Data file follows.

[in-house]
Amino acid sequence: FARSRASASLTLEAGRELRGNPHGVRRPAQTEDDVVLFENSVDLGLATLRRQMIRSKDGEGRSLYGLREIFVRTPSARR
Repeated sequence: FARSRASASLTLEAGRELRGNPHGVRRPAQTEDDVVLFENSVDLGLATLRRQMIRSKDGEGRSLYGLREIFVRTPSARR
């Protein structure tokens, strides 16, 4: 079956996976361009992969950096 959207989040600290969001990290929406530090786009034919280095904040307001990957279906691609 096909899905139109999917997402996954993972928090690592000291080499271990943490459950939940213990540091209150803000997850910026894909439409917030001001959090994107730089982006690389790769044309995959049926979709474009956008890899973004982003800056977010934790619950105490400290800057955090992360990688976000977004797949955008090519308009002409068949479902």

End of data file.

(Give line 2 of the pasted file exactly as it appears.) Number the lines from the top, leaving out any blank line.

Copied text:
Amino acid sequence: FARSRASASLTLEAGRELRGNPHGVRRPAQTEDDVVLFENSVDLGLATLRRQMIRSKDGEGRSLYGLREIFVRTPSARR